Throw your car around the corner and hope for the best.
So, rally driving. The sport of carefully negotiating the twists and turns of a given course at the highest speed possible in a car. In that respect, it’s not too different to most other driving sports. But what makes the difference is that in rally driving, the courses are not only asphalt roads, but also mud, gravel, snow and ice. Oh, and you have a passenger shouting cryptic directions at you as well.
The Italian developer Milestone have steadfastly hung on to the traditional re-creation of rally driving through their WRC games, in part due to the fact that they are officially licensed by the FIA World Rally Championship and in part because, I like to think, they are huge fans of the sport.The rally driving videogame seems to have had its day. Even the daddy of rally driving games, the Colin McRae series which we now know as DiRT, seems to be concentrating less and less on the actual sport with each release, and more on “hooning”.
But keeping with the last entries in the series, WRC 3 offers exactly what you would expect from a pure rally driving game. Being that this is an official game of the sport, the developers have kept their finger on the pulse and followed this year’s FIA World Rally Championship closely, ensuring that all of the drivers, teams and courses from this years’s competition are present and correct. That means 54 official teams and 78 stages spread across 13 different locations. Enough to make a fan rather excited.
There are a decent number of options for single-player action included in WRC 3. There is a choice of playing through single stages, complete rallies or an entire championship in one of the games many cars, should that be your thing. The selection of cars is quite impressive, with some 36 different vehicles spread across the various different classes. Racing through these particular modes is a hefty chunk of content in itself, especially when taking on a full championship, and will keep the rally enthusiast busy for a good while.
But the meat of this title, at least for the single player, is the brand new “Road to Glory” career mode. It would not be a mistake to expect a mode that gradually increases the difficulty as the player learns the ropes, from the beginning novice through to the seasoned veteran. This is how most games would deal with any form of career mode. However, in WRC 3 the player is expected to hit the ground running. As it happens, the player takes on the role of a new driver and works their way to become the best. This is achieved by earning stars for not only placing high in the rally itself, but also for their performance on the track. Earn enough stars and the next event becomes available.
It is not the most exciting layout, but it works. In this situation it would not be unusual to go back to earlier rallies and earn a few more stars to progress, using their growing experience and the knowledge of the track. But in WRC 3 the progression is stunted by the unusually high difficulty level so early in the game. As I said, the player is expected to hit the ground running and have prior experience of rally driving. Obviously for the new gamer, this makes the game an uphill battle that will involve repeatedly running through the same stages over and over. But even for the seasoned pro, the difficulty level is high and will offer a challenge right from the start.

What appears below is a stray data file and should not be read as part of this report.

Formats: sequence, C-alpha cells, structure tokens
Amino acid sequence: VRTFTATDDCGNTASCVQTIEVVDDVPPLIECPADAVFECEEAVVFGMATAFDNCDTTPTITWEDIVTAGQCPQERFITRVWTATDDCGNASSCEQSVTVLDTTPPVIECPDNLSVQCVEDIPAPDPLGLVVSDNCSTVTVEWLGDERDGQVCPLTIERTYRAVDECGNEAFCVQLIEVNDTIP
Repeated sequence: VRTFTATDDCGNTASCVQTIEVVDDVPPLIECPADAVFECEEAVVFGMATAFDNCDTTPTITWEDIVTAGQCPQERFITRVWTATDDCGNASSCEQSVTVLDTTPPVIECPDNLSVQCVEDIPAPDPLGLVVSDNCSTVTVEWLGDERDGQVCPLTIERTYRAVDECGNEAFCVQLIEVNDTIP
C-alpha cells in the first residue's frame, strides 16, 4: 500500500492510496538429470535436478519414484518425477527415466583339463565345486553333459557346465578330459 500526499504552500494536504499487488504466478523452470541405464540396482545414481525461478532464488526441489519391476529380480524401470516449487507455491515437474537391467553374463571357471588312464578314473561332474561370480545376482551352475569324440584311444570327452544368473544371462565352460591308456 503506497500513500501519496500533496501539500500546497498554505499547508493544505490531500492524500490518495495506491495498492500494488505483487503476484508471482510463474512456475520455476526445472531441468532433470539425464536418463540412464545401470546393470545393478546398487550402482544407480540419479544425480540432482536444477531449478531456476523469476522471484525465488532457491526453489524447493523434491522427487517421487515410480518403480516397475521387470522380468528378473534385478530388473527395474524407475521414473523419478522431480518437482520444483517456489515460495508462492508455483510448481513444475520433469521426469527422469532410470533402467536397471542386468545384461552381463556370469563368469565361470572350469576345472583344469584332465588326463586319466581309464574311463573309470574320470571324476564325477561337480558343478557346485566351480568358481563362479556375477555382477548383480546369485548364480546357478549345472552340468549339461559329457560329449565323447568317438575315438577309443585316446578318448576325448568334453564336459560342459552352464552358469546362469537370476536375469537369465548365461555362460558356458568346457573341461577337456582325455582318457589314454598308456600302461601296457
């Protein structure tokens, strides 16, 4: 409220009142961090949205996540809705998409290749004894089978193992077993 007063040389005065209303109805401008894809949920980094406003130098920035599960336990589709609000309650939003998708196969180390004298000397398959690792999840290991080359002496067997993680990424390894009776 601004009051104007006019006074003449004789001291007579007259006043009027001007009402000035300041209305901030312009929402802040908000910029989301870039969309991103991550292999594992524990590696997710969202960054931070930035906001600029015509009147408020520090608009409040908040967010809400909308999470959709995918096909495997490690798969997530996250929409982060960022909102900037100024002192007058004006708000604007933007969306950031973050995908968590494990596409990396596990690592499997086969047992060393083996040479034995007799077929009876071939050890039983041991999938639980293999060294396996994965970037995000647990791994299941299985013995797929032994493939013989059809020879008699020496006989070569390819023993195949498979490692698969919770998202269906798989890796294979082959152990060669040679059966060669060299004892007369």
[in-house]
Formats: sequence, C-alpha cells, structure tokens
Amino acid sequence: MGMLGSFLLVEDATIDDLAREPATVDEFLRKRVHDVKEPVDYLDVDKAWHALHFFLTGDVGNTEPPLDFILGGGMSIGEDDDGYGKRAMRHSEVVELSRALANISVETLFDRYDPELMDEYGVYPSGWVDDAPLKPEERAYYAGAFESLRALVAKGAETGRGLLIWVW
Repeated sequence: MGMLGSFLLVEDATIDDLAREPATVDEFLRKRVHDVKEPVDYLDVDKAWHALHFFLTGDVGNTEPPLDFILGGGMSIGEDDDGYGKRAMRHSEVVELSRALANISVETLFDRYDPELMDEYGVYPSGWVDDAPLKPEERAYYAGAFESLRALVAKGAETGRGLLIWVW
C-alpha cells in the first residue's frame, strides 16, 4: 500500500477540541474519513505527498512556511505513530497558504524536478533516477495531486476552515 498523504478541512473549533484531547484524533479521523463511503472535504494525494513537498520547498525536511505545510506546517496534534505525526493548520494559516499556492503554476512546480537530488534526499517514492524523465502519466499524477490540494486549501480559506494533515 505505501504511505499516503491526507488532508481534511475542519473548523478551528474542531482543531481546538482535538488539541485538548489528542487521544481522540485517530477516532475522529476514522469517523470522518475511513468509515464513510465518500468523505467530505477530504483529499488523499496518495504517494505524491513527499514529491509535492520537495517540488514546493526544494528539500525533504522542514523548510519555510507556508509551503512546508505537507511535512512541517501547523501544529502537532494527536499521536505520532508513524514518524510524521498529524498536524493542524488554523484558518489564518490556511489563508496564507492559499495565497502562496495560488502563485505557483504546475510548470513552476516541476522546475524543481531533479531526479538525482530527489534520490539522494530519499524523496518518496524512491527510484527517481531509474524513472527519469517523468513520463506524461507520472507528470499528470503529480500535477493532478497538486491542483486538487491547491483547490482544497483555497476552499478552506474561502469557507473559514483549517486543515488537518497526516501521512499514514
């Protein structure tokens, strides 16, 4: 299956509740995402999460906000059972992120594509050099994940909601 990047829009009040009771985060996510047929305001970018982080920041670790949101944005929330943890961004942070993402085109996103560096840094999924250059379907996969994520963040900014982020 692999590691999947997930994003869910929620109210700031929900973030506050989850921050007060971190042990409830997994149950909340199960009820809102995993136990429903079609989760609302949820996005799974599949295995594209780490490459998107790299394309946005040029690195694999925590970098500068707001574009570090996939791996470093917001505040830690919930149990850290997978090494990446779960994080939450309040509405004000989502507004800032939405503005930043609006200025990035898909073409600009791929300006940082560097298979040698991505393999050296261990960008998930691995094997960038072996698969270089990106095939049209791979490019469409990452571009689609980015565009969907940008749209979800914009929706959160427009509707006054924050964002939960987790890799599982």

Milestone have included a rewind function, as is fashionable in driving games these days. The rewind is a handy tool in a game this difficult, especially when one stupid mistake can push you from first to last. But I found that the function was not implemented as well as in other driving games. It felt more of a hindrance and, to be honest, I forgot it was there most of the time.
Another aspect increasing the games difficulty is the handling. Driving games live and die by their handling and WRC 3 hasn’t quite got it right. This is not the only driving game where I will be complaining about the cars feeling too light over the next week or so, but for rally driving it is much more of a problem. The cars feel very flighty, something which is amplified on the looser road surfaces, which by the way have been recreated very well. But the cars feel too easy to tip, too easy to lose on a corner and too easy to spin out. It’s not something that cannot be adjusted to, but it adds to the already steep learning curve.
Visually, there is not much to say. The game looks good, it just feels a little bit bland. I don’t think this is a problem with the game itself, but the subject matter – generally speaking, there is not much going on in a rally game. Of course, the tracks themselves look authentic and have a feel of the country in which they are based. The cars too look nice, not that the player will be paying much attention to them. I will admit that the crowds of spectators look a bit one dimensional, but if you are watching the crowds rather than the track…
To fill out the package, there are also plenty of multiplayer options to keep the more competitive rally drivers busy. Individual races, rallies or even championships can be played with others, and the super special stages are a lot of fun with a friend. Whilst the layout in multiplayer remains more or less the same as single player, competing against friends feels like a much more satisfying experience due to the level playing field – everyone has to deal with the same difficulty.
WRC 3 is a bare-bones, rally driving experience that has more in common with the early rally games than its current competitors. It is all about precision driving under extreme conditions and, while this is a good thing for the hardcore fans of the sport, the more casual driving gamers will find the game unforgiving. If you are serious about your rally sports, then WRC 3 will let you compete with the best, at least in a virtual world.